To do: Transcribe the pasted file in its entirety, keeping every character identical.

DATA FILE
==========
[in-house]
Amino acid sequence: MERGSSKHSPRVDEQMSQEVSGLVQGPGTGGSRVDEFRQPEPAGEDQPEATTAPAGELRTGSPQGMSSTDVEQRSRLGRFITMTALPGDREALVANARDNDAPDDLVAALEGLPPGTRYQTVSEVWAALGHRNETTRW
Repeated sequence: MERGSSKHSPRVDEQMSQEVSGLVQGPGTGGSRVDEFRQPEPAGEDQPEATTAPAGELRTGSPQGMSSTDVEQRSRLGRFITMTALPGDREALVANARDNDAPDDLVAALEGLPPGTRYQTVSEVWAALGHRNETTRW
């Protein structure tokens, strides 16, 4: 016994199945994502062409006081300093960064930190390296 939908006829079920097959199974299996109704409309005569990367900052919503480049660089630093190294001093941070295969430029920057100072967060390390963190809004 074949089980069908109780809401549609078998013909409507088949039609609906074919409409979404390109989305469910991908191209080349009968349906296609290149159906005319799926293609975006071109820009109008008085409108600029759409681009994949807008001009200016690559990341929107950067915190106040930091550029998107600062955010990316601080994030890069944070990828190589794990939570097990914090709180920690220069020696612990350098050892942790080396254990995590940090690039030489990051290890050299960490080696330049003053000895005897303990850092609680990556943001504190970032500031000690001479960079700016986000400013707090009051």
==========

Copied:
[in-house]
Amino acid sequence: MERGSSKHSPRVDEQMSQEVSGLVQGPGTGGSRVDEFRQPEPAGEDQPEATTAPAGELRTGSPQGMSSTDVEQRSRLGRFITMTALPGDREALVANARDNDAPDDLVAALEGLPPGTRYQTVSEVWAALGHRNETTRW
Repeated sequence: MERGSSKHSPRVDEQMSQEVSGLVQGPGTGGSRVDEFRQPEPAGEDQPEATTAPAGELRTGSPQGMSSTDVEQRSRLGRFITMTALPGDREALVANARDNDAPDDLVAALEGLPPGTRYQTVSEVWAALGHRNETTRW
């Protein structure tokens, strides 16, 4: 016994199945994502062409006081300093960064930190390296 939908006829079920097959199974299996109704409309005569990367900052919503480049660089630093190294001093941070295969430029920057100072967060390390963190809004 074949089980069908109780809401549609078998013909409507088949039609609906074919409409979404390109989305469910991908191209080349009968349906296609290149159906005319799926293609975006071109820009109008008085409108600029759409681009994949807008001009200016690559990341929107950067915190106040930091550029998107600062955010990316601080994030890069944070990828190589794990939570097990914090709180920690220069020696612990350098050892942790080396254990995590940090690039030489990051290890050299960490080696330049003053000895005897303990850092609680990556943001504190970032500031000690001479960079700016986000400013707090009051």